2019 Rugby World Cup - Team of the Tournament

Handre Pollard kicks with Faf de Klerk and Jerome Garces looking on

With the sun having set on Japan Darry Worthington takes a look at who starred in the 2019 Rugby World Cup. 

The Rugby World Cup is now over and its time to pay our dues to those players who shone in their respective positions.

Image Copyright - Steve Haag Sport - Hollywoodbets

Fullback
Beauden Barrett (NZ)


While his side were unable to secure the hat-trick and he was slightly slower than usual, Barrett once again shone in the unfamiliar position of fullback.

The soon to be Auckland Blue was mesmeric from the back, giving a slightly misfiring New Zealand backline some real cut and thrust.

While he'll tell you that he was undercooked over the tournament, he was still the best fullback on show.

Wing
Kenki Fukuoka (JPN)

This one is a bit harsh of Josh Adams of Wales who leads the try-scoring charts at the tournament, but I cannot help but give it to Japanese Star Kenki Fukuoka.

The diminutive wing was absolutely sensational at the tournament rounding off some great tries and sparking a few others.

Outside Centre
Manu Tuilangi (ENG)


The English destroyer was in fine fettle at the tournament with the highlight of it being his display during England's semi-final win over the All Blacks.

He was impossible to bring down at times and sparked the English attack on numerous occasions.

Inside Centre
Damien de Allende (SA)
I will be the first to admit that I thought the Stormers man was going to be a weak link at the tournament. Boy was I wrong.

De Allende was an absolute Trojan in the heart of midfield. He made huge tackles and made more turnovers than some teams' flankers. His ball carrying was also top-draw.

Wing
Cheslin Kolbe (SA)


Kolbe was the main attraction at this yer's World Cup taking over the role of tournament magician that Nehe Milner-Skudder played in 2015.

Kolbe razzled. He dazzled. And he blew our minds with footwork that Michael Jackson would have envied.

Fly-Half 
Handre Pollard (SA)

I actually think Pollard wasn't at the peak of his powers, which is pretty scary considering he ended the tournament top of the points scoring pops.

His finest hour was undoubtedly the final where he kicked two conversions and further six penalties. This was made all the more impressive by the fact that he missed a fairly easy chance early in the match. Lesser fly-halves would've been left frazzled, not the ice-cool Bulls man, though.

Scrum-Half
Faf de Klerk (SA)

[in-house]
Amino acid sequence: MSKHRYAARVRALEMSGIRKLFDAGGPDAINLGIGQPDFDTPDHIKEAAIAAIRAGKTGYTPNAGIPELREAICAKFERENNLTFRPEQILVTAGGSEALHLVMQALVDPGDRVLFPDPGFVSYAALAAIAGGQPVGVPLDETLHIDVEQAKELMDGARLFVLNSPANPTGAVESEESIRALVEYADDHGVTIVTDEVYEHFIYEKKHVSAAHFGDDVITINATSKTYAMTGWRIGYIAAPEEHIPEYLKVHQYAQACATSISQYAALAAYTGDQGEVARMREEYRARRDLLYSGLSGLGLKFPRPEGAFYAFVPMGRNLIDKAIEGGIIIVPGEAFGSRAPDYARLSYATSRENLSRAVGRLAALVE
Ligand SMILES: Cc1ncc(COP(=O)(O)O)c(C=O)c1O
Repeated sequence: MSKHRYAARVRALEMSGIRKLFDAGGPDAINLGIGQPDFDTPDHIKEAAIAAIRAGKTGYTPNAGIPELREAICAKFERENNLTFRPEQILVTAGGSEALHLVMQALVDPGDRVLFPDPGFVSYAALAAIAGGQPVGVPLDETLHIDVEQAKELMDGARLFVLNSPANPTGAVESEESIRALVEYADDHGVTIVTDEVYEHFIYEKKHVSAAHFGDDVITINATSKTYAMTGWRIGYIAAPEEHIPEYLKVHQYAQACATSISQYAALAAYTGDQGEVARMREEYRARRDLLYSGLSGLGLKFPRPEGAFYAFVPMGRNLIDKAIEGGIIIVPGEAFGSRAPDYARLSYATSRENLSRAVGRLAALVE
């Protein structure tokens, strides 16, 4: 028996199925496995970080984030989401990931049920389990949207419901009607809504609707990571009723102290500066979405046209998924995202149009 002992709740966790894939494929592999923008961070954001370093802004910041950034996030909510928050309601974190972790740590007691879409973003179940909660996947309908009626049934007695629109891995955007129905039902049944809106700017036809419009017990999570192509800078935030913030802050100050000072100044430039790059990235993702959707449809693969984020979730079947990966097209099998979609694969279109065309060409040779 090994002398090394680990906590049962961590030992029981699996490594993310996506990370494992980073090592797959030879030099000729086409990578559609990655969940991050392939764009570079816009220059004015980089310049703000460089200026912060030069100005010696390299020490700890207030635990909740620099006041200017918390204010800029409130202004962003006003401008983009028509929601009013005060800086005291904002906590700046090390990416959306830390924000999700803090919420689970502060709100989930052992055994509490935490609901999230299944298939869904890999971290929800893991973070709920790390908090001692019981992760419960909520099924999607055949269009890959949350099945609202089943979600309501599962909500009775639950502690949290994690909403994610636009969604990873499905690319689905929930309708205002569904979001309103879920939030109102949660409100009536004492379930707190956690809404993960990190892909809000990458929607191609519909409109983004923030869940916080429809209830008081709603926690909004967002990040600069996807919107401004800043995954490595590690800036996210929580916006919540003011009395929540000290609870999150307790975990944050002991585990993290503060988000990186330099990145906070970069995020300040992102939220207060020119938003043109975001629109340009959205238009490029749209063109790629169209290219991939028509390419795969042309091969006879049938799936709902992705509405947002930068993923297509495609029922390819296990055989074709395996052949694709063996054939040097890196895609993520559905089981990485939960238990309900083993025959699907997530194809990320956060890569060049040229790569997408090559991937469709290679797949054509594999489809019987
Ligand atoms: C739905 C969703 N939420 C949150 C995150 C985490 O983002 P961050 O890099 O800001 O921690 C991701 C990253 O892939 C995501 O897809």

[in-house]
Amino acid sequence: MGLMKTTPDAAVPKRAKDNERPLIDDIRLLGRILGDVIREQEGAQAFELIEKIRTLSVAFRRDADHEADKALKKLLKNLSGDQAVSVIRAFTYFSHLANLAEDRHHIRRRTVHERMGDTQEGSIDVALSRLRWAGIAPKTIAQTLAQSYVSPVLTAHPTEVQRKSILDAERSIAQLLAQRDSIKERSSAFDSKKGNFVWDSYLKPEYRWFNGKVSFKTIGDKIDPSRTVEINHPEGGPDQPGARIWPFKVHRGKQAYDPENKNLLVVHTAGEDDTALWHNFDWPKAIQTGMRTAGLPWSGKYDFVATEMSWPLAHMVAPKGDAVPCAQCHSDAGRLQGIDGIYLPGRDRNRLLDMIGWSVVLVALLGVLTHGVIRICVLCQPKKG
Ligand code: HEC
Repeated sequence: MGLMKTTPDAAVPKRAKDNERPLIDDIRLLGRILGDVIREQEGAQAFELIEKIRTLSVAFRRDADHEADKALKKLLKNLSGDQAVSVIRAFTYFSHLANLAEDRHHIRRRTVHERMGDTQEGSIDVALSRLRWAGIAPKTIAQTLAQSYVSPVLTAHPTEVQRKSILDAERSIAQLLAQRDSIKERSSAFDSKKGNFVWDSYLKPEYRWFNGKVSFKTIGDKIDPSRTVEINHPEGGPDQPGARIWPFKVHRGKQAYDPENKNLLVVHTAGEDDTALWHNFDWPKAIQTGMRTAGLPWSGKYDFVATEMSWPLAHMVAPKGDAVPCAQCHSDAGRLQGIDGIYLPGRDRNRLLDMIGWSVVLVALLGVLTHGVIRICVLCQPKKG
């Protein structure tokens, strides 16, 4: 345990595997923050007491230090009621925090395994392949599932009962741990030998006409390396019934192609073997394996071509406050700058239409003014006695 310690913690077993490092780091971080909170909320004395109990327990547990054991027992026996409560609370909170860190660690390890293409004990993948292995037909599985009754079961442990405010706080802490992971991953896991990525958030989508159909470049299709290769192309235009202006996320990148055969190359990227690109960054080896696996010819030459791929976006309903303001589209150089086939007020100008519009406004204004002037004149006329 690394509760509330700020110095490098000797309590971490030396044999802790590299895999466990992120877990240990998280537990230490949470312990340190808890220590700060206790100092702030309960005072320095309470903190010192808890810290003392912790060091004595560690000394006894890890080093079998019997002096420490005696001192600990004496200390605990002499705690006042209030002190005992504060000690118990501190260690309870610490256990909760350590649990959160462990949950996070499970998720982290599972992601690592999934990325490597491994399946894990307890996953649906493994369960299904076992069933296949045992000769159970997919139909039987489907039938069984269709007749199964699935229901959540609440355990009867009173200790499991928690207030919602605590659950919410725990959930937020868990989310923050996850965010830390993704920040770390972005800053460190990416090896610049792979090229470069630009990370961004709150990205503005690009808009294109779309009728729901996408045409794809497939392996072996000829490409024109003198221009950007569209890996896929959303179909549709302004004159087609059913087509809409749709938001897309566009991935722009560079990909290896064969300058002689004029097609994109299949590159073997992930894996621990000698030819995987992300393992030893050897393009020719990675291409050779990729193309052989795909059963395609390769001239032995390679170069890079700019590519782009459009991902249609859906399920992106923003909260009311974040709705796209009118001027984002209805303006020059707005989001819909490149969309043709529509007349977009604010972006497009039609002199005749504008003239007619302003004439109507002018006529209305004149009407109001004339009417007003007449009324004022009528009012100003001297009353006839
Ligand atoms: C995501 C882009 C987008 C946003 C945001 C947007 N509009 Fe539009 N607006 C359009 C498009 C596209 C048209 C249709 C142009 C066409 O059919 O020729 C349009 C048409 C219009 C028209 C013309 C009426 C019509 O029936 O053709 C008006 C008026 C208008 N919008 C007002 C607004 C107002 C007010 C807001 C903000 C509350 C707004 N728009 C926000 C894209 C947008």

He divided opinion throughout the tournament with a host of South African fans cursing his hit-and-miss box kicking game. While he was poor with the boot, De Klerk along with Cheslin Kolbe, were the heart and soul of this title-winning team on defence.

The former Golden Lions man was an absolute mongrel on around the fringes and the set-piece, making hit after hit on far bigger men than himself.

Eighth Man
Duane Vermeulen (SA)


There were some high-quality eights on show in Japan, and had England won this one then Billly Vuniopoala's name would have likely appeared on here.

Duane wasn't he and shoulders above his competition but he was solid as a rock. He also formed part of the senior core which was vital to this World Cup win.

Flank
Pieter-Steph du Toit (SA)

We don't really need to go into this one do we? I mean he was named World Player of the Year just a few short days ago. Fine, I'll keep it short.

Du Toit = Tank.

Flank
Sam Underhill (ENG)
I hate doing this as I really want to put down Siya Kolisi's name here but I cannot overlook Underhill.

The man made a staggering 69 tackles and more metres than I care to remember.

Lock
Alun Wyn Jones (Wal)


You don't need to go much deeper than a quick look at the tackle stats to see how badly Wales are going to miss the now-retired 34-year-old, with the veteran topping the charts with a staggering 79 successful tackles.

Lock
Maro Itoje (ENG)


Like Jones, Itoje ended the tournament with a mammoth tackle count as the Saracens man made 69 hits.

Itoje was also a solid lineout option and got through a massive amount of work in the loose.

Tighthead Prop
Kyle Sinckler (ENG)

Like the locking combination, this call is harsh on the South African contingent who were brilliant throughout the campaign.

Sinckler has always bee a great rugby player but he's had a nasty habit of losing his cool. He's showed a level of maturity I did not expect and that went along nicely with some great ranging tighthead performances.

Hooker
Bong Mbonambi (SA)


There were a few eyebrows raised when Mbonambi was made Rassie Erasmus' starting hooker in favour of Malcolm Marx but the Western Province man silenced all naysayers with some barnstorming displays at the tournament.

Prop
Beast Mtawirira/Steven Kitshoff (SA)


The two props performed something of a doubles act splitting playing time between them with remarkable results.

Both were solid at the coalface and got around the park really nicely. They were absolutely key to the 'Boks winning the final.

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